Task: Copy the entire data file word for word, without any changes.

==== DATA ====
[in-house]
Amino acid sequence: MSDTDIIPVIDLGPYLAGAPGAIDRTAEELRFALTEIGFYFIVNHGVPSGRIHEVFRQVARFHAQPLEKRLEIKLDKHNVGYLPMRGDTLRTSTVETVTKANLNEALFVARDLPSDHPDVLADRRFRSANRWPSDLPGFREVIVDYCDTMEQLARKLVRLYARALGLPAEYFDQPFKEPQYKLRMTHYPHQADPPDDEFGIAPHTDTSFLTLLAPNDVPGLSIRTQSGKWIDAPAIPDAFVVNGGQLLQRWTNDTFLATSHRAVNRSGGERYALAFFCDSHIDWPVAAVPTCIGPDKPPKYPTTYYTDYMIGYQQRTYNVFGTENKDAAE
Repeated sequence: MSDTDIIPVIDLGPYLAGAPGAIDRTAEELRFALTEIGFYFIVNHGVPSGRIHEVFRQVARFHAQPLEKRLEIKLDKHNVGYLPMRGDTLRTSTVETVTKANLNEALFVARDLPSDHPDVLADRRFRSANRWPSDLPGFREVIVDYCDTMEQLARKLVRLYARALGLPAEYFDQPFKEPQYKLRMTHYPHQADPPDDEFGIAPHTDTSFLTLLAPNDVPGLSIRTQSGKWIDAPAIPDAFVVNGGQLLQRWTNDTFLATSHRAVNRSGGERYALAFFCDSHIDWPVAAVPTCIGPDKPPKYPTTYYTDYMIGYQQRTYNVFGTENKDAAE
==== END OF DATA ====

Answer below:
[in-house]
Amino acid sequence: MSDTDIIPVIDLGPYLAGAPGAIDRTAEELRFALTEIGFYFIVNHGVPSGRIHEVFRQVARFHAQPLEKRLEIKLDKHNVGYLPMRGDTLRTSTVETVTKANLNEALFVARDLPSDHPDVLADRRFRSANRWPSDLPGFREVIVDYCDTMEQLARKLVRLYARALGLPAEYFDQPFKEPQYKLRMTHYPHQADPPDDEFGIAPHTDTSFLTLLAPNDVPGLSIRTQSGKWIDAPAIPDAFVVNGGQLLQRWTNDTFLATSHRAVNRSGGERYALAFFCDSHIDWPVAAVPTCIGPDKPPKYPTTYYTDYMIGYQQRTYNVFGTENKDAAE
Repeated sequence: MSDTDIIPVIDLGPYLAGAPGAIDRTAEELRFALTEIGFYFIVNHGVPSGRIHEVFRQVARFHAQPLEKRLEIKLDKHNVGYLPMRGDTLRTSTVETVTKANLNEALFVARDLPSDHPDVLADRRFRSANRWPSDLPGFREVIVDYCDTMEQLARKLVRLYARALGLPAEYFDQPFKEPQYKLRMTHYPHQADPPDDEFGIAPHTDTSFLTLLAPNDVPGLSIRTQSGKWIDAPAIPDAFVVNGGQLLQRWTNDTFLATSHRAVNRSGGERYALAFFCDSHIDWPVAAVPTCIGPDKPPKYPTTYYTDYMIGYQQRTYNVFGTENKDAAE